US risks ‘colossal damage’ to relations if it arms Ukraine, Moscow warns

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Dan McLaughlin – February 6, 2015

Russia has warned the United States that arming Ukraine in its fight with Moscow-backed separatists would do “colossal damage” to already fractious relations between Washington and the Kremlin.

As German chancellor Angela Merkel and French president François Hollande revealed that they were travelling to Kiev and Moscow to discuss new peace proposals, Russian foreign ministry spokesman Alexander Lukashevich said yesterday his country was “seriously concerned” by possible western weapons supplies to Ukraine.

“Without a doubt, if such a decision is realised, it will cause colossal damage to US-Russian relations, especially if the residents of Donbass [Ukraine’s Donetsk and Luhansk regions] start to be killed by American weapons,” Mr Lukashevich said. “This would not only threaten to escalate the situation in the southeast of Ukraine, but threaten the security of Russia, whose territory has been repeatedly shelled from Ukraine.”

President Barack Obama is coming under growing pressure from US congressmen to supply arms to Ukraine’s military, to help it withstand an offensive from separatist insurgents who use heavy weaponry provided by Russia.

Mr Obama’s nominee for defence secretary, Ashton Carter, told a Senate hearing this week that he personally would “very much incline” toward providing some materiel to Kiev.

“The president will make his decision, I’m confident, soon,” US secretary of state John Kerry said in Kiev, adding that “the first preference is obviously to be able to resolve this through diplomacy. The president is reviewing all of his options with respect to where we are, and the reason for that is very simple: the violence has gotten worse.

“We are not interested in a proxy war. Our objective is to change Russia’s behaviour, and we will consider all options.”

Washington has spearheaded the West’s imposition of economic sanctions against Russian officials, businessmen and firms for the country’s annexation of Crimea and support for separatists in eastern Ukraine.

The EU is divided over how tough a line to take against Moscow, and in Kiev yesterday Mr Hollande said European nations should work with Ukraine and Russia to resolve a crisis that that killed more than 5,350 people and displaced more than one million.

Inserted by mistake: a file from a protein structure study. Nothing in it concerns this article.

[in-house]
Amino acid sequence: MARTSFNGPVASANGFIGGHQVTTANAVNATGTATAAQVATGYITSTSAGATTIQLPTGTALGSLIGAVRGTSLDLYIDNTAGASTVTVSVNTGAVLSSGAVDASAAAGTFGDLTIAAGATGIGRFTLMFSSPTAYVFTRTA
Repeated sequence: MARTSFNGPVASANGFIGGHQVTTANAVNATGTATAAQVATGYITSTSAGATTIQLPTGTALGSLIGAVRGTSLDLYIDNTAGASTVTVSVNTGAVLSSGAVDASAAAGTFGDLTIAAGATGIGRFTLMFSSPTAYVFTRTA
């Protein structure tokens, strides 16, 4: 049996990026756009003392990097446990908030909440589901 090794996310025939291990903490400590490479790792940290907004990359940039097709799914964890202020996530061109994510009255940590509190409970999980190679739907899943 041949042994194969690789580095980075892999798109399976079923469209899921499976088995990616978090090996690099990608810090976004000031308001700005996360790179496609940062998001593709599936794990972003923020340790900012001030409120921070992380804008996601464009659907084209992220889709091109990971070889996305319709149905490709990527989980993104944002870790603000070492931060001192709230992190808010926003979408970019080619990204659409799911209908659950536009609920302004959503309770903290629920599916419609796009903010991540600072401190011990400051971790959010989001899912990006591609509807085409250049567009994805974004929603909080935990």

His failure to mention any US involvement in the latest peace bid was notable, and may play well with Russian president Vladimir Putin, who believes Washington is intent on weakening his country and encircling it with hostile states.

Mr Hollande also made clear that France was “not in favour of Ukraine’s entry into Nato”.

“For the Russians who are worried . . . we have to settle this problem among Europeans. We are on the same continent,” Mr Hollande added.

The military alliance irked Moscow yesterday, however, when defence ministers of Nato member states approved plans to create a network of east European command centres to counter a perceived heightened threat from Russia.

The centres, staffed by national and Nato officers, will be established in Poland, Romania, Bulgaria, Latvia, Lithuania and Estonia, to co-ordinate exercises and reinforcements for those countries in the event of a security crisis.

Nato defence chiefs also agreed to double the size of the alliance’s “response force” and form a new quick-reaction unit of 5,000 troops.

Nato secretary general Jens Stoltenberg said the measures were “a response to the aggressive actions we have seen from Russia . . . This is the biggest reinforcement of our collective defence since the end of the Cold War.”

In Moscow, Mr Lukashevich called Nato’s intentions “very worrying”, and added: “This is about creating additional operational capabilities that would allow the alliance to react near the Russian borders. . . Such decisions will naturally be taken into account in our military planning.”

 

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